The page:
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Pain Physician


BACKGROUND: Burnout is a prolonged response to chronic emotional and interpersonal stressors on the job, defined by 3 dimensions: exhaustion, depersonalization, and reduced personal accomplishment. While there is a growing body of research on burnout in physicians, there is a dearth of literature on burnout in pain medicine physicians.

OBJECTIVE: This study aimed to determine the incidence of burnout amongst pain medicine physicians and whether there are sociodemographic or psychological demand characteristics of the job setting that predict burnout in pain medicine physicians.

STUDY DESIGN AND SETTING: Cross-section survey of pain medicine physicians across the United States.

METHODS: Pain medicine physicians were asked questions on sociodemographics and professional characteristics and measures of decisional authority, psychological job demands, job insecurity, perceived coworker support, and job dissatisfaction.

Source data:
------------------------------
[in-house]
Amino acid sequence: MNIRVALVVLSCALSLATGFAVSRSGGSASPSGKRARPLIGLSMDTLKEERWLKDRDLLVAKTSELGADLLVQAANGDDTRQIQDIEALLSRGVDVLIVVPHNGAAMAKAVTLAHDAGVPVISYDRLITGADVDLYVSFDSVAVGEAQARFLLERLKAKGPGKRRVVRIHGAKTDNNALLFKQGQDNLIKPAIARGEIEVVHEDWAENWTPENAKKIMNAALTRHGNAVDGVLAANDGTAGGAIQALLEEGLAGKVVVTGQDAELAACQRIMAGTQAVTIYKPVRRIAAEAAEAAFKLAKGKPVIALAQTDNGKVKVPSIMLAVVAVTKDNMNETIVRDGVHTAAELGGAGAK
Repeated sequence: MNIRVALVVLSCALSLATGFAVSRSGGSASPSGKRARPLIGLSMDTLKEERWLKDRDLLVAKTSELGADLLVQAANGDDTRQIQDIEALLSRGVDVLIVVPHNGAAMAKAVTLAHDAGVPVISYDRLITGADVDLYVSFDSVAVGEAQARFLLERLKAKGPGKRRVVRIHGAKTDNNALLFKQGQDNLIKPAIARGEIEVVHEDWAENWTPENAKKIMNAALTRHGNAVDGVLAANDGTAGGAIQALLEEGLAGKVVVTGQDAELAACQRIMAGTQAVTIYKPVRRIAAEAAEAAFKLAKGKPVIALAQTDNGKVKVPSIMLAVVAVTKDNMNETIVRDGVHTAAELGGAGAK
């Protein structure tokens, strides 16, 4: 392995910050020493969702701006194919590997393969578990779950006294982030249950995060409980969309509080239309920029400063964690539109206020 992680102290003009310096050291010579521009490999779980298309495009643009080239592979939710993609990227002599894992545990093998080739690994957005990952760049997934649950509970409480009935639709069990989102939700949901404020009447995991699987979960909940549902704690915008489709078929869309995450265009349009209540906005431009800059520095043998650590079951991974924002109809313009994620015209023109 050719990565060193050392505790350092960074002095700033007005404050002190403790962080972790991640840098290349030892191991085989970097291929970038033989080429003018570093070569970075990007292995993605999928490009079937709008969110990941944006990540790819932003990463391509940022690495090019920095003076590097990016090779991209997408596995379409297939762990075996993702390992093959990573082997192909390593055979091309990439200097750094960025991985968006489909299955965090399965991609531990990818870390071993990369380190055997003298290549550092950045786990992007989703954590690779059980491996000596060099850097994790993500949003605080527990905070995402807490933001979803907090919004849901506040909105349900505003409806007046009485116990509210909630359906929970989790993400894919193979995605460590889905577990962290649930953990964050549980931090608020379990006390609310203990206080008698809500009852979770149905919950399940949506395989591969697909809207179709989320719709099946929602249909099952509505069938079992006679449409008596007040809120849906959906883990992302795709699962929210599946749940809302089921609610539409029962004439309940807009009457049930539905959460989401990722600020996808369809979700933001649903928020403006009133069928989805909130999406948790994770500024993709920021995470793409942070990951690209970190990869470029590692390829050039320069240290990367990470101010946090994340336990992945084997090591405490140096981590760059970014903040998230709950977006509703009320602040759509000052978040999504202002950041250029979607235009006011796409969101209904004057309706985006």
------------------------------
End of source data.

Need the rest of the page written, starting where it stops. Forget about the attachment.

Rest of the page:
RESULTS: Two hundred seven pain medicine physicians' responses were analyzed, 60.4% reported high emotional exhaustion, 35.7% reported high depersonalization, and 19.3% reported low personal accomplishment. Greater psychological job demands and greater job dissatisfaction predicted greater emotional exhaustion. Younger age and greater job dissatisfaction predicted higher depersonalization. Lastly, lower coworker support and greater job dissatisfaction predicted lower personal accomplishment. There were no statistical violations of assumptions or collinearity.

LIMITATIONS: Low response rate and potential for response bias limit generalizability of the study.

CONCLUSION(S): Pain medicine physicians in the United States reported high levels of emotional exhaustion, often considered the most taxing aspect of burnout. Job dissatisfaction appeared to be the leading agent in the development of all 3 components of burnout in pain medicine physicians in the United States.

Medical Subject Headings

Adult; Burnout, Professional; Cross-Sectional Studies; Female; Humans; Male; Middle Aged; Pain Management; Physicians; United States

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